What support would you need from the Mind the Bleep team to help implement your project?

We hope you can help develop this in-person course into an interactive eLearning experience, and assist with creating video content of the scenarios. The use of your online platform would help us share these resources with a wider audience, inspiring others to develop similar initiatives, and ultimately improving patient safety.

Highly Commended: Foundation Passport by Mr Joshua Rabinowitz (Registrar)

Team: Miss Vishali Sharma (CT2) & Mr Andrew Brodie (Consultant) 

What is the aim of the project?

Generic Foundation Competencies don’t support FY1s in accessing educational opportunities at work. Rotational Training means FY1s are often unaware of educational opportunities and approaching seniors to request them can be intimidating.  A ‘Passport’ containing a list of speciality-specific educational opportunities can help maximise FY1 learning during a rotation.

How would you develop & implement it?

The current design is a 6-page Passport for Urology FY1s. 25 Domains including Procedures, Clinical Scenarios and Portfolio Opportunities are ‘signed off’. The Passport acts as a prompt, informing FY1s of learning opportunities available and reminding Seniors of their teaching responsibilities. This fosters an education focussed environment in the Department. Prizes are awarded to the ‘Best FY1’ who receives the most Domain sign-offs and the ‘Best Educator’ who signs off the most Domains. FY1s meet regularly with a Mentor who guides their educational goals and facilitates them approaching Seniors for portfolio projects. When required, they may also offer pastoral support.

How would you assess the benefit and/or improve the quality of your project?

In the short term, Likert feedback scores can be obtained on a rotation-by-rotation basis directly from both Foundation Doctors and Mentors. 

Using Horus Portfolio Data, the quality and quantity of CBDs, DOPs, TABs and PSGs will help to ascertain the level of Education offered by the Department. 

In the medium to long term, accessing data from Foundation Programme and GMC Surveys will help to tailor the Passport to match the requirements of future Foundation Doctors.

What skills and/or experience do you possess to help you develop it?

Joshua has successfully led Quality Improvement Projects in the experiences of Foundation Doctors at two Hospitals. He also founded the Mid-Yorkshire Surgical Society to coach and support Foundation Doctors applying to Core Surgical Training.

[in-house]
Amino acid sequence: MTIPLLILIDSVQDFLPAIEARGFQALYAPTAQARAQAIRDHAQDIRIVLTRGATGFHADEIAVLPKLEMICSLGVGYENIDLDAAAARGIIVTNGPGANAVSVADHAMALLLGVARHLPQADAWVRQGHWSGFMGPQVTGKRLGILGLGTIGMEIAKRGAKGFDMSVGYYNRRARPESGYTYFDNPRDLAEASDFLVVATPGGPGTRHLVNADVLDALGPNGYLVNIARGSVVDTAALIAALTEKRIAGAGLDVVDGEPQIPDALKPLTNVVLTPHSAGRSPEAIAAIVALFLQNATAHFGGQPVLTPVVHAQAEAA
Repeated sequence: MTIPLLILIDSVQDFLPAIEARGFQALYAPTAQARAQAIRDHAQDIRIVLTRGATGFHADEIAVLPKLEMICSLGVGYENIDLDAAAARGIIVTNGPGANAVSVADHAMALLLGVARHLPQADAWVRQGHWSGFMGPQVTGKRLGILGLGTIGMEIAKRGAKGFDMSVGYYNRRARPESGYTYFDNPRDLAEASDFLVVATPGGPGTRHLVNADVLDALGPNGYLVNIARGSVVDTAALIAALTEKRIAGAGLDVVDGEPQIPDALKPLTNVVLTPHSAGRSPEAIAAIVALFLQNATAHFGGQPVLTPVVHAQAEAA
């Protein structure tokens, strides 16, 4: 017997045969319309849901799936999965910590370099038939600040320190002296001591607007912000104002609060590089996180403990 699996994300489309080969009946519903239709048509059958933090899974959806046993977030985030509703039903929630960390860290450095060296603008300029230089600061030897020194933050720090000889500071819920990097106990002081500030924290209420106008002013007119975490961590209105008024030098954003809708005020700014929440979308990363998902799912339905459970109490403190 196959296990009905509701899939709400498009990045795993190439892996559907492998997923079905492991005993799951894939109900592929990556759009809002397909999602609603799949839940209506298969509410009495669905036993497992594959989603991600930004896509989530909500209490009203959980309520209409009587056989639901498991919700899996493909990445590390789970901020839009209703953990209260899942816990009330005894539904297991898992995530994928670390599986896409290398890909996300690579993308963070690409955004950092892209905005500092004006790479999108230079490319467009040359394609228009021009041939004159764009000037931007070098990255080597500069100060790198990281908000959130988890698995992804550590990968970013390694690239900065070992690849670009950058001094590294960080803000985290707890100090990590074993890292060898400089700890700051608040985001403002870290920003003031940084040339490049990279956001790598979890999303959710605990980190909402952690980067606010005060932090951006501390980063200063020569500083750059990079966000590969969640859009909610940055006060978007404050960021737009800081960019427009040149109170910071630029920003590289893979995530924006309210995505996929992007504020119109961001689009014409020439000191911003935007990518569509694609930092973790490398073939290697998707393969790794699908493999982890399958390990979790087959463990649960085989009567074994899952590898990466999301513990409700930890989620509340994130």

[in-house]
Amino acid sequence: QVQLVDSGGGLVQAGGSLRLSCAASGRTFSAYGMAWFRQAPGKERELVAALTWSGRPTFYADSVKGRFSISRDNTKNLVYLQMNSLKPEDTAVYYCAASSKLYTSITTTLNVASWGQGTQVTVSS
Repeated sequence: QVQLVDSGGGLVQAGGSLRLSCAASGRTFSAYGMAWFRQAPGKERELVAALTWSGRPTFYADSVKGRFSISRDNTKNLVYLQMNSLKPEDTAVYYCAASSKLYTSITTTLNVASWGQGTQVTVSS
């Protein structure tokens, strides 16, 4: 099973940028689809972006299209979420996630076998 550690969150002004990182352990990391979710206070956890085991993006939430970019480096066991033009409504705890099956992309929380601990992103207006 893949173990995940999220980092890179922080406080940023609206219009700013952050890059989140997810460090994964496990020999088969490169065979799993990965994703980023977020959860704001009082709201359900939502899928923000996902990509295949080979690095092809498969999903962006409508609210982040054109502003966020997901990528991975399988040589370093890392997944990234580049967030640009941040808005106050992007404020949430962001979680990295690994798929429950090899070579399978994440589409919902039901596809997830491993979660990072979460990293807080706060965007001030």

Vishali has held various leadership roles to improve Doctors experiences, including Foundation Trainee Representative, Chief Resident and Urology Junior Trainee Representative. Vishali has founded an SJT preparation course, been a facilitator on Medical School and Core Trainee interview courses and currently works as a Mentor with The Portfolio Clinic, supporting International Medical Graduates applying to Core Surgical Training. 

They have both completed RCS Training the Trainers.

What support would you need from the Mind the Bleep team to help implement your project?

 Like the ‘Referrals Cheat Sheet’, educationally minded doctors could submit Passports for other specialties which could be downloaded and adapted by colleagues nationwide.   

Mind The Bleep’s support in developing a Passport App would reduce its carbon footprint and make it more portable.

Highly Commended: Health Advocacy Course by Dr Dunya Najat (FY2)

What is the aim of the project?

As a carer, learning difficulties & cognitive impairment complicate NHS access. Physicians’ exposure to this patient cohort varies, limiting care uniformity. I propose a webinar course to highlight these patients’ needs, aiming to improve inequality awareness, discuss communication barriers and maximise patient autonomy; improving junior doctor confidence and patient experience.

How would you develop & implement it?

The course will be 6 weekly 1 hour webinars for medical students and junior doctors covering 6 topics: 

  1. Learning Difficulties e.g. ADHD, dyslexia
  2. Genetic cognitive disorders e.g. Autism, down syndrome
  3. Geriatric decline e.g. Dementia & Parkinson’s Disease
  4. Incapacity in Psychiatry e.g. psychosis & schizophrenia
  5. Brain Injury e.g. stroke, malignancy
  6. Medicolegal legislation & capacity

A cheat sheet (QR code/ email) will be downloadable after each talk, and I am liaising with local specialist teams to verify/contribute content or present, including: learning disabilities team, CAMHS, crisis team, stroke nurses, Mencap, Dementia UK nurses and medicolegal advisors.

How would you assess the benefit and/or improve the quality of your project?

Attendees who have registered to join will be asked to complete pre- and post-session feedback questionnaires to evaluate their confidence and preparedness for management and interaction with the cohort in question. Course impact will be judged through qualitative data using linear scoring of 1-10 regarding opinions of the course, and feedback can be utilised for webinar development, alongside 1-3 single-best answer questions that are asked before and after the webinar to assess consolidation of learning. Multiple PDSA cycles in the form a quality improvement project would maximise content delivery.

What skills and/or experience do you possess to help you develop it?